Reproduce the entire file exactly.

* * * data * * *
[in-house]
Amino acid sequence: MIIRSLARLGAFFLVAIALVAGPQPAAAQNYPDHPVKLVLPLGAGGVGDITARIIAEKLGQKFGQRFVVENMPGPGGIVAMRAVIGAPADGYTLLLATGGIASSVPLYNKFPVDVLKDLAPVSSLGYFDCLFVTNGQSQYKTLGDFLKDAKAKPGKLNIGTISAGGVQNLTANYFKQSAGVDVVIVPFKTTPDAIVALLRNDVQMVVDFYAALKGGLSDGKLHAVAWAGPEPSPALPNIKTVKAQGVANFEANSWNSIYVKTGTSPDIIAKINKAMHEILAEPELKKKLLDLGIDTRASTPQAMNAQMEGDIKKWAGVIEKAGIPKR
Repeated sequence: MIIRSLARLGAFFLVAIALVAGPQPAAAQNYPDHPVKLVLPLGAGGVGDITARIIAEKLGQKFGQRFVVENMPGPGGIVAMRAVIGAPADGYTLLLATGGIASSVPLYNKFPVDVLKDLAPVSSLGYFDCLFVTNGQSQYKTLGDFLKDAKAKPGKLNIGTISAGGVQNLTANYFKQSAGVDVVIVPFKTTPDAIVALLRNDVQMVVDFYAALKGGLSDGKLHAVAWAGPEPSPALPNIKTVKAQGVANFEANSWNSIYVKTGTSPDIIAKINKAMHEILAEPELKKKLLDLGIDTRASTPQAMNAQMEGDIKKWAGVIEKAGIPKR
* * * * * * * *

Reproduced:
[in-house]
Amino acid sequence: MIIRSLARLGAFFLVAIALVAGPQPAAAQNYPDHPVKLVLPLGAGGVGDITARIIAEKLGQKFGQRFVVENMPGPGGIVAMRAVIGAPADGYTLLLATGGIASSVPLYNKFPVDVLKDLAPVSSLGYFDCLFVTNGQSQYKTLGDFLKDAKAKPGKLNIGTISAGGVQNLTANYFKQSAGVDVVIVPFKTTPDAIVALLRNDVQMVVDFYAALKGGLSDGKLHAVAWAGPEPSPALPNIKTVKAQGVANFEANSWNSIYVKTGTSPDIIAKINKAMHEILAEPELKKKLLDLGIDTRASTPQAMNAQMEGDIKKWAGVIEKAGIPKR
Repeated sequence: MIIRSLARLGAFFLVAIALVAGPQPAAAQNYPDHPVKLVLPLGAGGVGDITARIIAEKLGQKFGQRFVVENMPGPGGIVAMRAVIGAPADGYTLLLATGGIASSVPLYNKFPVDVLKDLAPVSSLGYFDCLFVTNGQSQYKTLGDFLKDAKAKPGKLNIGTISAGGVQNLTANYFKQSAGVDVVIVPFKTTPDAIVALLRNDVQMVVDFYAALKGGLSDGKLHAVAWAGPEPSPALPNIKTVKAQGVANFEANSWNSIYVKTGTSPDIIAKINKAMHEILAEPELKKKLLDLGIDTRASTPQAMNAQMEGDIKKWAGVIEKAGIPKR